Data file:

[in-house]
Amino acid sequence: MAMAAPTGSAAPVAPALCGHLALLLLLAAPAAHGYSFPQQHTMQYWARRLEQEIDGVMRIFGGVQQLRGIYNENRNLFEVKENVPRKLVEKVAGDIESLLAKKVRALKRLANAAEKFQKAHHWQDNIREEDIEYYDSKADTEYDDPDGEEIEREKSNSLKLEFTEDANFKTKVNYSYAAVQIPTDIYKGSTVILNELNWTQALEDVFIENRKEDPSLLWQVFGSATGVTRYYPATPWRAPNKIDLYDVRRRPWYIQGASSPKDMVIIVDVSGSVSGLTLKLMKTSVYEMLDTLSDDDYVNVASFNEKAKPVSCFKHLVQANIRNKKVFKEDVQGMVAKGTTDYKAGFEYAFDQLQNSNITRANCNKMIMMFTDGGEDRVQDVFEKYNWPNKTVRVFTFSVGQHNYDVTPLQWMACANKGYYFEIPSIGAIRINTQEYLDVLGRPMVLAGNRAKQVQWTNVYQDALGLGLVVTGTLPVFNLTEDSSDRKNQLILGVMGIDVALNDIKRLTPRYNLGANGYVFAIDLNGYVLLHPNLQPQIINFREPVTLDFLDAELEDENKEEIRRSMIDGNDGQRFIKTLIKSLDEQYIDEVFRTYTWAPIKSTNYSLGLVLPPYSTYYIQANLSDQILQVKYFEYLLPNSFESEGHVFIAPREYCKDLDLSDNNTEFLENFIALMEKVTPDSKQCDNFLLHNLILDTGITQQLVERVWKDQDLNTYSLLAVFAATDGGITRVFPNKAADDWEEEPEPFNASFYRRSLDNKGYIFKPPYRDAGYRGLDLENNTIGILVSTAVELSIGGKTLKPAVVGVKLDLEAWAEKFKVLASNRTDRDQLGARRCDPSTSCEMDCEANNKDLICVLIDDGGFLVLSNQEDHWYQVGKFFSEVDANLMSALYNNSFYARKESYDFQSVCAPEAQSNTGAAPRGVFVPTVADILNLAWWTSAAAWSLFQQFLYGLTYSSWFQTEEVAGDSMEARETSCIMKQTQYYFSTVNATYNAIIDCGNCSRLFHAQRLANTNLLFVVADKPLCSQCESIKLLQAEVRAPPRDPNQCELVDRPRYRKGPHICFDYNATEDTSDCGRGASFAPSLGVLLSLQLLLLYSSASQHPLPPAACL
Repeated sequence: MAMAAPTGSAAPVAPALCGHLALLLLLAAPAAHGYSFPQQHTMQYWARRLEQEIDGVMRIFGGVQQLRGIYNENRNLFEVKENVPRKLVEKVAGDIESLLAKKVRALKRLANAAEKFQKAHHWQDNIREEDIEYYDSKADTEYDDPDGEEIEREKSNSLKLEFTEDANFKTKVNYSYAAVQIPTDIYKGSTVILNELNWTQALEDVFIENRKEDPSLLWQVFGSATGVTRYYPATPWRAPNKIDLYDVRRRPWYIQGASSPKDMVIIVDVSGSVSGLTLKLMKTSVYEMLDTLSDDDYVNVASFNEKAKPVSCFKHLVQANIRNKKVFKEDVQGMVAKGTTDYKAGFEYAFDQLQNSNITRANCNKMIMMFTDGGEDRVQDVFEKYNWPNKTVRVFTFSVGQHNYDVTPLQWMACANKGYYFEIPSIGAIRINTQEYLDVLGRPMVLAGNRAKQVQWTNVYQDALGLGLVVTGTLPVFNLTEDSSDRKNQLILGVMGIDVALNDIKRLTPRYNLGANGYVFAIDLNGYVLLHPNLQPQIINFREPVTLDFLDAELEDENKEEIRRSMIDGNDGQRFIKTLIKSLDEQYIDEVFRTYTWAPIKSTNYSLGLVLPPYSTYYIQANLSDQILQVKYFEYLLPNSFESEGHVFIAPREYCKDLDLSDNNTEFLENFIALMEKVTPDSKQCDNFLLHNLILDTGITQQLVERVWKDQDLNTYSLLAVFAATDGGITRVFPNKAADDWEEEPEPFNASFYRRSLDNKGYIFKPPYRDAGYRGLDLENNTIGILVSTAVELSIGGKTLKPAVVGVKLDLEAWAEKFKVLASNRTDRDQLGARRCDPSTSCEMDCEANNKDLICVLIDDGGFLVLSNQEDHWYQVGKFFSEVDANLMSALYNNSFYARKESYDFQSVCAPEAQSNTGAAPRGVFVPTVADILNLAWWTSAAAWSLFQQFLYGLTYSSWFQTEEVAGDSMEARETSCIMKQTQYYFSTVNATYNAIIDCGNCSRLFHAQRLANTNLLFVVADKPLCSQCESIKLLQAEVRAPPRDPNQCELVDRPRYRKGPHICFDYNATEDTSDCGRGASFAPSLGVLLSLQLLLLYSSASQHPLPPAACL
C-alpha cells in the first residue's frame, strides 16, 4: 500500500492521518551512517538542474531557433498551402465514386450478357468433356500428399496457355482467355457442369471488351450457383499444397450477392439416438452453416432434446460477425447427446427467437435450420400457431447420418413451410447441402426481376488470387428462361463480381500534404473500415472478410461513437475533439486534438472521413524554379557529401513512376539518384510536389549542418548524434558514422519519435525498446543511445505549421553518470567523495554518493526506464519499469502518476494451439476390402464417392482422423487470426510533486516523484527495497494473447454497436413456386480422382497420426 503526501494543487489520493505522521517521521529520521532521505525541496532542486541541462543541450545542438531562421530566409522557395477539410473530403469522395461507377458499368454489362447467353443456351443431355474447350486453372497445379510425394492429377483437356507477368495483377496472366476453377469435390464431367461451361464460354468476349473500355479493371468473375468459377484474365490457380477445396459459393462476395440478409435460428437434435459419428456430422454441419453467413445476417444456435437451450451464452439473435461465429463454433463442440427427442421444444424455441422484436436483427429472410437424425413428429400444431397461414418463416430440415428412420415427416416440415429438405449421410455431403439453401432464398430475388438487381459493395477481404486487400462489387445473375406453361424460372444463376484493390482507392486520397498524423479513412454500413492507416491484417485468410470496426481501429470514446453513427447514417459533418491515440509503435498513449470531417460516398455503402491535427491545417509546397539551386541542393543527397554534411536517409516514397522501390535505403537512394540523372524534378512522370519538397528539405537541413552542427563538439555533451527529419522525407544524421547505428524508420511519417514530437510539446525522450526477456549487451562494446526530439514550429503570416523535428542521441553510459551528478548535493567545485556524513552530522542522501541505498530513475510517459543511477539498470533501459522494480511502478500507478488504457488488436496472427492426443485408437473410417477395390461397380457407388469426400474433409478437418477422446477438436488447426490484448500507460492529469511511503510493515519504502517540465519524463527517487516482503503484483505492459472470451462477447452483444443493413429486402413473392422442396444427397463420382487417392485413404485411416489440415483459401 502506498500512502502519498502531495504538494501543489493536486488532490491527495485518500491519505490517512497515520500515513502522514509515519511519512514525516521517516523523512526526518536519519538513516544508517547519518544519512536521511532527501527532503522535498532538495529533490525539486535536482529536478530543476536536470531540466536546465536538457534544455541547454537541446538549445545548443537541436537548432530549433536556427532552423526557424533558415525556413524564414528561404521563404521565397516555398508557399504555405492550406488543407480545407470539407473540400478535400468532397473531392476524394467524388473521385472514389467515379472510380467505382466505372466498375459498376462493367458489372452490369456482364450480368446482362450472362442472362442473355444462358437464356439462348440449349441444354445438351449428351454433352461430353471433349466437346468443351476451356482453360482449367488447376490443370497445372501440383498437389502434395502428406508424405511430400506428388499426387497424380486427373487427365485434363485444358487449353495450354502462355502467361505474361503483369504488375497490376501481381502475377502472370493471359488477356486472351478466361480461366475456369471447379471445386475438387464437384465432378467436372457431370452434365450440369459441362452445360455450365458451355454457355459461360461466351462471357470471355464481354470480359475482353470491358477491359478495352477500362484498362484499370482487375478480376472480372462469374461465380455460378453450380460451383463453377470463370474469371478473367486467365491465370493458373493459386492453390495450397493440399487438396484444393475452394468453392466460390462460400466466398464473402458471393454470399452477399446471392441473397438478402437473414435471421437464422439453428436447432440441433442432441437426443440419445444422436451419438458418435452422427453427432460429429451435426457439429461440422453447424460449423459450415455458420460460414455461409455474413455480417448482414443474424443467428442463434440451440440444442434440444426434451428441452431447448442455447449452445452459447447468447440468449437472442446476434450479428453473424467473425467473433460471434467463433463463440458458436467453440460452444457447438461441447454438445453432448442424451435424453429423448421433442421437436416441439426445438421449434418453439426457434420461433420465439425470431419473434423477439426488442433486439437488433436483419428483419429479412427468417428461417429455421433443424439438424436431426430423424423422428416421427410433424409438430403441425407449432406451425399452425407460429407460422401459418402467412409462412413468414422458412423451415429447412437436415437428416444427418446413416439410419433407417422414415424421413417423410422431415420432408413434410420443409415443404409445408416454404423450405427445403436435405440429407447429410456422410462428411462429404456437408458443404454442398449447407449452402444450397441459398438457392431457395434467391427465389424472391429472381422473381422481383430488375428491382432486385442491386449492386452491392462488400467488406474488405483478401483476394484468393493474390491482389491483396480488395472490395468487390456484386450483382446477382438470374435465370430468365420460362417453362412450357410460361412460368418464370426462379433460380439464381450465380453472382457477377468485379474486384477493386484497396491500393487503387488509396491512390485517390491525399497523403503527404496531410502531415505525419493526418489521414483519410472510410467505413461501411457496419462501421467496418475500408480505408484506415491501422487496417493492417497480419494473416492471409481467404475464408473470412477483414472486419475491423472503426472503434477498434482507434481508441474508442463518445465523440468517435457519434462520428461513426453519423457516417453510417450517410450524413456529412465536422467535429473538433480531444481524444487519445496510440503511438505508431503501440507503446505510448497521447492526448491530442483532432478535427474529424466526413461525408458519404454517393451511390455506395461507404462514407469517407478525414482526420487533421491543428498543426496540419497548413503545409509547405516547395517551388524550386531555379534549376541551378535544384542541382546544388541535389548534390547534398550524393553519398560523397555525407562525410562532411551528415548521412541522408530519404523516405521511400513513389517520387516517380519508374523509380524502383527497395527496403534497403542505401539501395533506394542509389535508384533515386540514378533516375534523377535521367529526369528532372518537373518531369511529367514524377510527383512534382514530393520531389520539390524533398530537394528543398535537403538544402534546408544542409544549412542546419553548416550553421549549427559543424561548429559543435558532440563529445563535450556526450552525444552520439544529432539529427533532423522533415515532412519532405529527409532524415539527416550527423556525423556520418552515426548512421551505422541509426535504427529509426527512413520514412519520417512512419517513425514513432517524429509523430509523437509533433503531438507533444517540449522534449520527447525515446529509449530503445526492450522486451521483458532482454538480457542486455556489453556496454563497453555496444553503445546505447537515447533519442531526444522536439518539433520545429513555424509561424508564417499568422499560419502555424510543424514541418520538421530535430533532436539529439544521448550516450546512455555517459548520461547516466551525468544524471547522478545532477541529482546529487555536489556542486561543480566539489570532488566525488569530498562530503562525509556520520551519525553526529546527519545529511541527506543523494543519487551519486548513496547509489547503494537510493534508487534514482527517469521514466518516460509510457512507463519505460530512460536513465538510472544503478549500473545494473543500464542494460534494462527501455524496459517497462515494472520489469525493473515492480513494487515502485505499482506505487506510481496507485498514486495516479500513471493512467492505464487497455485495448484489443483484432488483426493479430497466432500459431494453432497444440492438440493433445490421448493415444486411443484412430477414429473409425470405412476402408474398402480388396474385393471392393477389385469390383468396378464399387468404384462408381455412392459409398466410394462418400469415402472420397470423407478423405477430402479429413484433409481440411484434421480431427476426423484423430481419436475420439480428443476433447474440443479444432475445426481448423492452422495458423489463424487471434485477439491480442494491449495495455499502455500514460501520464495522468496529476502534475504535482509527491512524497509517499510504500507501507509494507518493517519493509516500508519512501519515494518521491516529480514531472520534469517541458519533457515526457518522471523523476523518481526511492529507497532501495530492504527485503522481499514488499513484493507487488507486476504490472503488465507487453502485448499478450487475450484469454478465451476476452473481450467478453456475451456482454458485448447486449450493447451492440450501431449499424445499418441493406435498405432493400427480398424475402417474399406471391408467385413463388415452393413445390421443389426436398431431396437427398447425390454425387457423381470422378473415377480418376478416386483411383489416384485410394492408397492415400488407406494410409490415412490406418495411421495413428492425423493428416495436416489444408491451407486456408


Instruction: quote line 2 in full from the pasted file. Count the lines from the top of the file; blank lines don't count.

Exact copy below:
Amino acid sequence: MAMAAPTGSAAPVAPALCGHLALLLLLAAPAAHGYSFPQQHTMQYWARRLEQEIDGVMRIFGGVQQLRGIYNENRNLFEVKENVPRKLVEKVAGDIESLLAKKVRALKRLANAAEKFQKAHHWQDNIREEDIEYYDSKADTEYDDPDGEEIEREKSNSLKLEFTEDANFKTKVNYSYAAVQIPTDIYKGSTVILNELNWTQALEDVFIENRKEDPSLLWQVFGSATGVTRYYPATPWRAPNKIDLYDVRRRPWYIQGASSPKDMVIIVDVSGSVSGLTLKLMKTSVYEMLDTLSDDDYVNVASFNEKAKPVSCFKHLVQANIRNKKVFKEDVQGMVAKGTTDYKAGFEYAFDQLQNSNITRANCNKMIMMFTDGGEDRVQDVFEKYNWPNKTVRVFTFSVGQHNYDVTPLQWMACANKGYYFEIPSIGAIRINTQEYLDVLGRPMVLAGNRAKQVQWTNVYQDALGLGLVVTGTLPVFNLTEDSSDRKNQLILGVMGIDVALNDIKRLTPRYNLGANGYVFAIDLNGYVLLHPNLQPQIINFREPVTLDFLDAELEDENKEEIRRSMIDGNDGQRFIKTLIKSLDEQYIDEVFRTYTWAPIKSTNYSLGLVLPPYSTYYIQANLSDQILQVKYFEYLLPNSFESEGHVFIAPREYCKDLDLSDNNTEFLENFIALMEKVTPDSKQCDNFLLHNLILDTGITQQLVERVWKDQDLNTYSLLAVFAATDGGITRVFPNKAADDWEEEPEPFNASFYRRSLDNKGYIFKPPYRDAGYRGLDLENNTIGILVSTAVELSIGGKTLKPAVVGVKLDLEAWAEKFKVLASNRTDRDQLGARRCDPSTSCEMDCEANNKDLICVLIDDGGFLVLSNQEDHWYQVGKFFSEVDANLMSALYNNSFYARKESYDFQSVCAPEAQSNTGAAPRGVFVPTVADILNLAWWTSAAAWSLFQQFLYGLTYSSWFQTEEVAGDSMEARETSCIMKQTQYYFSTVNATYNAIIDCGNCSRLFHAQRLANTNLLFVVADKPLCSQCESIKLLQAEVRAPPRDPNQCELVDRPRYRKGPHICFDYNATEDTSDCGRGASFAPSLGVLLSLQLLLLYSSASQHPLPPAACL